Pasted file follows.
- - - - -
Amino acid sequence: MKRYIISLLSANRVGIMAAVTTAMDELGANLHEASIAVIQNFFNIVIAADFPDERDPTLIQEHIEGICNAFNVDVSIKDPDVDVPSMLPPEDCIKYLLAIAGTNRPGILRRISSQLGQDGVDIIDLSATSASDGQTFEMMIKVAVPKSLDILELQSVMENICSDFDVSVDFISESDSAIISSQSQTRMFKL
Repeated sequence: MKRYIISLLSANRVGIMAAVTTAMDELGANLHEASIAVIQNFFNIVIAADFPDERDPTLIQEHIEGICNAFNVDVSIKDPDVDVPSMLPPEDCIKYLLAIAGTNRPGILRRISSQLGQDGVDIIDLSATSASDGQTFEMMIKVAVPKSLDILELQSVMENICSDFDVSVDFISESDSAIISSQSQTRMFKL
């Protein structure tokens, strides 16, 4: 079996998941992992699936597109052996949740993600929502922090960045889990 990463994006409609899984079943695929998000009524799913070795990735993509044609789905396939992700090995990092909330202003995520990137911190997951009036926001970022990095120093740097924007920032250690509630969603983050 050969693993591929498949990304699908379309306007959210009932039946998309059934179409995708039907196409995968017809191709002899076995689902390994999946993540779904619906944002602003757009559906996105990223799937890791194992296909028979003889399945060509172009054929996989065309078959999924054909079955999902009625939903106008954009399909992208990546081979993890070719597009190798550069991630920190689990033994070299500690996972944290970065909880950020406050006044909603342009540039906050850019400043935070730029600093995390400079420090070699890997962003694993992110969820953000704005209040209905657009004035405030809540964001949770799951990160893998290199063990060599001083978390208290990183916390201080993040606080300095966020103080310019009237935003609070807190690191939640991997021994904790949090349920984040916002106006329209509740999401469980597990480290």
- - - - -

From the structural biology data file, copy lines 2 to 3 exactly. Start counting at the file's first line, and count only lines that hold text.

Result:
Repeated sequence: MKRYIISLLSANRVGIMAAVTTAMDELGANLHEASIAVIQNFFNIVIAADFPDERDPTLIQEHIEGICNAFNVDVSIKDPDVDVPSMLPPEDCIKYLLAIAGTNRPGILRRISSQLGQDGVDIIDLSATSASDGQTFEMMIKVAVPKSLDILELQSVMENICSDFDVSVDFISESDSAIISSQSQTRMFKL
């Protein structure tokens, strides 16, 4: 079996998941992992699936597109052996949740993600929502922090960045889990 990463994006409609899984079943695929998000009524799913070795990735993509044609789905396939992700090995990092909330202003995520990137911190997951009036926001970022990095120093740097924007920032250690509630969603983050 050969693993591929498949990304699908379309306007959210009932039946998309059934179409995708039907196409995968017809191709002899076995689902390994999946993540779904619906944002602003757009559906996105990223799937890791194992296909028979003889399945060509172009054929996989065309078959999924054909079955999902009625939903106008954009399909992208990546081979993890070719597009190798550069991630920190689990033994070299500690996972944290970065909880950020406050006044909603342009540039906050850019400043935070730029600093995390400079420090070699890997962003694993992110969820953000704005209040209905657009004035405030809540964001949770799951990160893998290199063990060599001083978390208290990183916390201080993040606080300095966020103080310019009237935003609070807190690191939640991997021994904790949090349920984040916002106006329209509740999401469980597990480290």